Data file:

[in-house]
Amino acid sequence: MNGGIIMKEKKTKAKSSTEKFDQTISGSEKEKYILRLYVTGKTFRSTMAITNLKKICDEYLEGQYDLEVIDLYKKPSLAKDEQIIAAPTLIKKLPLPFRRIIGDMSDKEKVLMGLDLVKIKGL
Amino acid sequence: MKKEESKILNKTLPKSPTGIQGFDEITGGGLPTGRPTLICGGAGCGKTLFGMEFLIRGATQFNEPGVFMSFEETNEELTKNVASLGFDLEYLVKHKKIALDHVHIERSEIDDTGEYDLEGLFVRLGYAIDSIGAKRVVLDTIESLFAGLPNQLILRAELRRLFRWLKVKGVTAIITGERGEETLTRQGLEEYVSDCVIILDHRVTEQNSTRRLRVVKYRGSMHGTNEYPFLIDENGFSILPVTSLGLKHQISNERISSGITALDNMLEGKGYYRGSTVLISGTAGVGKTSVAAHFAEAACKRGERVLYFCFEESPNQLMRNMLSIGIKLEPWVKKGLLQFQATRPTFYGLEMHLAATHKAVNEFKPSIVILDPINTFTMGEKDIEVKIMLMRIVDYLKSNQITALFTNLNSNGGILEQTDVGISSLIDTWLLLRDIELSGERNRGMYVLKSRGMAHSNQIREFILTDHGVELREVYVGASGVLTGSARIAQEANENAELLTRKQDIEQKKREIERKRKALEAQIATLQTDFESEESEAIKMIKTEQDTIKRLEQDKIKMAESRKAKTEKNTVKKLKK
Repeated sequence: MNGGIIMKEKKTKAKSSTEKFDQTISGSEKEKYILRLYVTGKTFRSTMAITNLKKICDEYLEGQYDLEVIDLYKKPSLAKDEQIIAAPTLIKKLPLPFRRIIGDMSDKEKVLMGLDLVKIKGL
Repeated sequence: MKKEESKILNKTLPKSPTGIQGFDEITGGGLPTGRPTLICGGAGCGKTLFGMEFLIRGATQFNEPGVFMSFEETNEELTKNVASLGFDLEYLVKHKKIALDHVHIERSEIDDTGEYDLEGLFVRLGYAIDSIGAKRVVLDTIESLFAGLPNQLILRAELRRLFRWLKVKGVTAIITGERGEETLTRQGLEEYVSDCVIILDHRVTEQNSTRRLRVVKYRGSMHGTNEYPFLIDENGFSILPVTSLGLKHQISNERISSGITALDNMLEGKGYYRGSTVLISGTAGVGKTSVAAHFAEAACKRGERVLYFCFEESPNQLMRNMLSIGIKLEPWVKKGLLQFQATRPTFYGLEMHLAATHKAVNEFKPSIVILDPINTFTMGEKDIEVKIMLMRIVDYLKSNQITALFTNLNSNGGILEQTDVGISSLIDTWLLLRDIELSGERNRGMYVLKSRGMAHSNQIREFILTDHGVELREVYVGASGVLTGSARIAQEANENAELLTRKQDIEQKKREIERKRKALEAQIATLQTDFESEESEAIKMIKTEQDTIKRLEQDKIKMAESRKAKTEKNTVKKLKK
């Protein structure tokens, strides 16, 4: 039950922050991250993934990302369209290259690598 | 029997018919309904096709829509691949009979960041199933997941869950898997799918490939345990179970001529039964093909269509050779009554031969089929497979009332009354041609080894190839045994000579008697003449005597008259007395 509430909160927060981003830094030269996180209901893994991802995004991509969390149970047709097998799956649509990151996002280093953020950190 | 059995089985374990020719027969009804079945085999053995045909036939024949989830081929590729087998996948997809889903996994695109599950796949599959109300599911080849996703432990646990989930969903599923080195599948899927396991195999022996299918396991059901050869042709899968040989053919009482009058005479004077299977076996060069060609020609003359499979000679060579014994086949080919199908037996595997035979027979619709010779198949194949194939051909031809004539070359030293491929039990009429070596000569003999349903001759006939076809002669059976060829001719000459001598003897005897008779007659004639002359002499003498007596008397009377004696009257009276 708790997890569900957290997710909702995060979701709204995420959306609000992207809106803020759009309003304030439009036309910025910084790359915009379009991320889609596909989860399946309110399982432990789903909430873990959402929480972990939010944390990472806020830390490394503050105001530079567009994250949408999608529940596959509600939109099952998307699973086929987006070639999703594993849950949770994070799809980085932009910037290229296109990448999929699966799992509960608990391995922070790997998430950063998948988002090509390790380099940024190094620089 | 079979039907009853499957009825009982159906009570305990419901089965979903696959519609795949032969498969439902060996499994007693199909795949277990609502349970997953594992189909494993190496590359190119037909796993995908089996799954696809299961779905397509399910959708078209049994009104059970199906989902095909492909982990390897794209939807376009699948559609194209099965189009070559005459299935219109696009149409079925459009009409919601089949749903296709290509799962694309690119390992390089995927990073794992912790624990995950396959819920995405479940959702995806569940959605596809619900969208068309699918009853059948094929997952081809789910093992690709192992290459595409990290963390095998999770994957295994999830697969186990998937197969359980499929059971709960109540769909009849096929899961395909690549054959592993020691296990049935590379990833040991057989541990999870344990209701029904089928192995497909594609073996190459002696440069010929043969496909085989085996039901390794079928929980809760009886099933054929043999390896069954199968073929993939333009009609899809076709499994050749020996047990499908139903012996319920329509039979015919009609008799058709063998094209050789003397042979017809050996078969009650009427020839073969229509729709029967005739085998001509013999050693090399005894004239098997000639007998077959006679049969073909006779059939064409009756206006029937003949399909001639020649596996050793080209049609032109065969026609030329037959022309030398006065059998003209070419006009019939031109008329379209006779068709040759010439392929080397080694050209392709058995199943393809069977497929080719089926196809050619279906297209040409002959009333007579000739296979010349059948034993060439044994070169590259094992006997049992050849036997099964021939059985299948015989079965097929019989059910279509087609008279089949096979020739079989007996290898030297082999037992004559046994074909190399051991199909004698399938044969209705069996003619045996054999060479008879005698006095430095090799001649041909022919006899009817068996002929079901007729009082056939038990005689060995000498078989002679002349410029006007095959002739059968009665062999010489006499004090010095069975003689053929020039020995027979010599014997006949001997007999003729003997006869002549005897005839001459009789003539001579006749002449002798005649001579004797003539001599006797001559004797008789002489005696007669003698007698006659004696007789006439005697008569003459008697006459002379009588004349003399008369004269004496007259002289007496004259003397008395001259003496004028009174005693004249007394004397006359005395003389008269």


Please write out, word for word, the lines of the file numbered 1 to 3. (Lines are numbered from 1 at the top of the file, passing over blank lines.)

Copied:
[in-house]
Amino acid sequence: MNGGIIMKEKKTKAKSSTEKFDQTISGSEKEKYILRLYVTGKTFRSTMAITNLKKICDEYLEGQYDLEVIDLYKKPSLAKDEQIIAAPTLIKKLPLPFRRIIGDMSDKEKVLMGLDLVKIKGL
Amino acid sequence: MKKEESKILNKTLPKSPTGIQGFDEITGGGLPTGRPTLICGGAGCGKTLFGMEFLIRGATQFNEPGVFMSFEETNEELTKNVASLGFDLEYLVKHKKIALDHVHIERSEIDDTGEYDLEGLFVRLGYAIDSIGAKRVVLDTIESLFAGLPNQLILRAELRRLFRWLKVKGVTAIITGERGEETLTRQGLEEYVSDCVIILDHRVTEQNSTRRLRVVKYRGSMHGTNEYPFLIDENGFSILPVTSLGLKHQISNERISSGITALDNMLEGKGYYRGSTVLISGTAGVGKTSVAAHFAEAACKRGERVLYFCFEESPNQLMRNMLSIGIKLEPWVKKGLLQFQATRPTFYGLEMHLAATHKAVNEFKPSIVILDPINTFTMGEKDIEVKIMLMRIVDYLKSNQITALFTNLNSNGGILEQTDVGISSLIDTWLLLRDIELSGERNRGMYVLKSRGMAHSNQIREFILTDHGVELREVYVGASGVLTGSARIAQEANENAELLTRKQDIEQKKREIERKRKALEAQIATLQTDFESEESEAIKMIKTEQDTIKRLEQDKIKMAESRKAKTEKNTVKKLKK